Herb Infused Olive Oil
Herb Infused Olive Oil
I first learned how to infuse olive oil about 3 years ago, when Jeff and I were trying to figure out what to do with the remnants of our summer herb collection. The air was getting colder, and our summer soldiers were not going to last for very much longer. Incidentally, if you would like to know, rosemary does very well inside, provided it gets enough water and light. We always kept the curtains drawn at the Schilling place; because I’m always paranoid someone will want to break in if they see what great stuff we have. (That joke is so dry you’ll have to soak it up with some herb infused oil.) Moving on.
Wanting to keep the waste casualties as low as possible, and hoping to have some part of the Oil and Vinegar store without spending a ton of money, it just made sense to try to infuse some oil. This also makes a great Christmas present.
We use pure olive oil instead of Extra Virgin for infusing. Otherwise, you’re just complicating and ruining an already amazing flavor.
1. DO NOT INFUSE WITH GARLIC! There is a high chance that the garlic will spoil and cause botulism. We have never tried to infuse with garlic, as we are quite fond of our health.
2. Use the infused oil within 2 weeks, unless you are going to cook with the oil. This will insure that if there is anything growing, it will be killed when heated to 180 degrees. WE ARE NOT RESPONSIBLE IF YOU GET SICK.
3. Make small batches so you are able to use the oil in the allotted amount of time.
4. Do not leave the sprigs in the oil for decoration, unless you won’t be consuming it. Otherwise they will become moldy.
Now that you’ve been properly warned, see recipe below:
You will need a medium sized pot and a food thermometer
3 cups Pure Olive Oil (purchased at Costco for $18. It will last you a year. We use it for cooking as well as infusing.)
Two or Three Sprigs of Your favorite pungent herbs (We recommend rosemary or thyme because they are so strong.)
Add the three cups oil to the pot.
Bruise your herbs to release the flavors. To do this, crush them in your hand, breaking them, but don’t chop them. You will know if you successfully bruised the herbs if your hands smell strongly of them. You could also use the side of a knife to squish them, just don’t cut yourself.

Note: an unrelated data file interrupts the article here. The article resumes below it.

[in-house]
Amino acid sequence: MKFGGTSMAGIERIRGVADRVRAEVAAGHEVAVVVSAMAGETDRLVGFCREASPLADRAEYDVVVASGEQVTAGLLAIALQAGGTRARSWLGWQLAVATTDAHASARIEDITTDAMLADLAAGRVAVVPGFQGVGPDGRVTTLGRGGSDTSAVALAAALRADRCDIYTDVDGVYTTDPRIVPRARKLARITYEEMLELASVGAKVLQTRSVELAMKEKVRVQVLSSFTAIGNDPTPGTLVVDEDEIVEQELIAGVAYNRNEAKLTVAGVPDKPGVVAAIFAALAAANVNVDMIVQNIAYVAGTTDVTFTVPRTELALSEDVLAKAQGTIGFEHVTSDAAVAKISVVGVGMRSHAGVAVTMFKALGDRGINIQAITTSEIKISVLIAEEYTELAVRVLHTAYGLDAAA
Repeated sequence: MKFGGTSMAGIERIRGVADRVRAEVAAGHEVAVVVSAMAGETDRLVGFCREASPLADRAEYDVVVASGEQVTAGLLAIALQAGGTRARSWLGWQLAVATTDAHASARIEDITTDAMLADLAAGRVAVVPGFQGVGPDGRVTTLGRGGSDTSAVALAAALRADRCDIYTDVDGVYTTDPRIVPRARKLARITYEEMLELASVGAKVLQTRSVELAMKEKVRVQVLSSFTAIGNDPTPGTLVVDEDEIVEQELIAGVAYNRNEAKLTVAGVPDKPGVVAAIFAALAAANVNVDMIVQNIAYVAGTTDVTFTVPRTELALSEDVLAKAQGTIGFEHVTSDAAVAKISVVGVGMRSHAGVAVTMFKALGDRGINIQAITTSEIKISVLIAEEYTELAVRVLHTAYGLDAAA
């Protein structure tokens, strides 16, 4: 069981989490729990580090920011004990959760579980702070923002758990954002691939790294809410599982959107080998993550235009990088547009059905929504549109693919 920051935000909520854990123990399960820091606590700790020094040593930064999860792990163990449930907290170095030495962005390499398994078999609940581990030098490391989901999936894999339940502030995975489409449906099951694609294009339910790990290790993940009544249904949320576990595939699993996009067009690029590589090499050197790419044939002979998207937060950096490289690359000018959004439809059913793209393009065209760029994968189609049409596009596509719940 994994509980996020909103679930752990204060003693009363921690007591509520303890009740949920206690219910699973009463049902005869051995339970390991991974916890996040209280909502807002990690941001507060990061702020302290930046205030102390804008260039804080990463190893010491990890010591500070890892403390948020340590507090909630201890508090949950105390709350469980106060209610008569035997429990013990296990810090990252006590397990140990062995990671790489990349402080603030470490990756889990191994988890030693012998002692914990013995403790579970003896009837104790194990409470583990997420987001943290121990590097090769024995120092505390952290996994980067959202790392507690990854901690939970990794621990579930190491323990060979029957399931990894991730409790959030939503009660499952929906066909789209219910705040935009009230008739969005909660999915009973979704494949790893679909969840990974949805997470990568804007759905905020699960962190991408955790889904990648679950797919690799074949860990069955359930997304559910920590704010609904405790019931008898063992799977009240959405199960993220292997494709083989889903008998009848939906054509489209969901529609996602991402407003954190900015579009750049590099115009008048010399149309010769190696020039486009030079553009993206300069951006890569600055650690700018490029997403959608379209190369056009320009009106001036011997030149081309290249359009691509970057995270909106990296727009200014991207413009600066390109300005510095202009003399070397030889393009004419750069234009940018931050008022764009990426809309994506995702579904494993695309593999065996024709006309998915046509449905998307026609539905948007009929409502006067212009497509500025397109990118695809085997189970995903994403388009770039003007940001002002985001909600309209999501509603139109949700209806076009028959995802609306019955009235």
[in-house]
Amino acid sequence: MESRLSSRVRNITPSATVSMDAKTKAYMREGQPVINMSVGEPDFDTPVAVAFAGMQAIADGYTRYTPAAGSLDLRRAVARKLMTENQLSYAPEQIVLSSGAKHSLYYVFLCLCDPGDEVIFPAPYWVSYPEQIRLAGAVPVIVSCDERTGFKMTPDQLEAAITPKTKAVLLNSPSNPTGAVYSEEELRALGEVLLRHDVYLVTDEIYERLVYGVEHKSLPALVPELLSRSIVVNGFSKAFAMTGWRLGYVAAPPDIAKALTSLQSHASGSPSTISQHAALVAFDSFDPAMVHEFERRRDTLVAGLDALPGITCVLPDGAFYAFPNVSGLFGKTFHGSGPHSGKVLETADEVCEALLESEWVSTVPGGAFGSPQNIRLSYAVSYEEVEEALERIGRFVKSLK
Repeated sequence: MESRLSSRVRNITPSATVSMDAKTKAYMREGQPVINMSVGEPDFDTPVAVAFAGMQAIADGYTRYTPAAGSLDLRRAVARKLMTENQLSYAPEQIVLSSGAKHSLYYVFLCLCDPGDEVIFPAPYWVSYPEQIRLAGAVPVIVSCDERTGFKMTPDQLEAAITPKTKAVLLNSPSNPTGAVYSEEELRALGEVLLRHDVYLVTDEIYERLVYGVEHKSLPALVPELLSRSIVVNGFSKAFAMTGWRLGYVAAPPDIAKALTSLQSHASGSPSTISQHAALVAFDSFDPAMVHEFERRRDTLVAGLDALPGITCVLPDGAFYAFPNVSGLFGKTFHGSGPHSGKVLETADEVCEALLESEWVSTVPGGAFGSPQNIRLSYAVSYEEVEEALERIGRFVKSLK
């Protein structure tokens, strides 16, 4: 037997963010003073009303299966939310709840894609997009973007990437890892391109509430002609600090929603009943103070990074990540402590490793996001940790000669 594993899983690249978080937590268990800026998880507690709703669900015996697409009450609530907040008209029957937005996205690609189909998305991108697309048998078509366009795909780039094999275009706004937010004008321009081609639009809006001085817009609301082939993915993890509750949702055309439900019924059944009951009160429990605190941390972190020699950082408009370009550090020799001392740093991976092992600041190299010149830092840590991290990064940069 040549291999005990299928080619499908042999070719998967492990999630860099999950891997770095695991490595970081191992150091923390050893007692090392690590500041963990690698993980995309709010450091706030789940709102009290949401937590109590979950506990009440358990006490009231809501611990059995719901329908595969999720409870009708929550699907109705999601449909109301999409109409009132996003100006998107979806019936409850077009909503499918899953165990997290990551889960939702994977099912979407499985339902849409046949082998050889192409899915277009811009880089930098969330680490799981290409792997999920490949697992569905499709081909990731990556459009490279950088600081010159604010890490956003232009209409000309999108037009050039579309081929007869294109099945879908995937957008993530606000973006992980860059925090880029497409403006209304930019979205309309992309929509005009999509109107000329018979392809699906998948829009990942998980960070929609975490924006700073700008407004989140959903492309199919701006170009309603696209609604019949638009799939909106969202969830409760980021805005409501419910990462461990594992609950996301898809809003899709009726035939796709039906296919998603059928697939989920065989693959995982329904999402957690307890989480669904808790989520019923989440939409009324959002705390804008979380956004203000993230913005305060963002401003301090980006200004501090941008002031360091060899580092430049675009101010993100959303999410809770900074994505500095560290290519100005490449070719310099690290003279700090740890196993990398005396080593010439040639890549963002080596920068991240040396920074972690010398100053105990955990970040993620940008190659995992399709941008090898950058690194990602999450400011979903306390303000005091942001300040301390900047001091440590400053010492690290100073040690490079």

Add them to the pot. Heat on medium until your food thermometer reads 180 degrees, careful not to burn the oil. Also, be careful not to burn yourself (you are working with hot oil after all).
You can use a spoon to smash the sprigs even more in the oil.
Once the oil has reached the optimal temperature, remove from the heat, and let it cool. I would say 45 minutes to an hour. My storage of choice is a mason jar. I think they look pretty, and the oil looks pretty in them. We’ve also picked up oil dispensers from the dollar store and Ross in the past, which we will be using today. Use a funnel to transfer the oil to the jar or dispenser when it is cool enough. We recommend using a small strainer if you have one to make sure you don’t get any little floaties. Just place a mini strainer on top of your funnel. You’ll notice in the interest of time, I didn’t do this. I also have a few little floaties in my oil.
You now have herb infused olive oil. Use for dipping breads, cooking, salad dressings, etc. Coincidentally, next week we will have a few homemade vinaigrette recipes for you! So stay tuned. Until then, have a great week, SPFers! Stay healthy and happy!
Crystal is the founder of Simply Playful Fare. She has been in the kitchen for as long as she can remember. She has a degree in English with an emphasis in creative writing.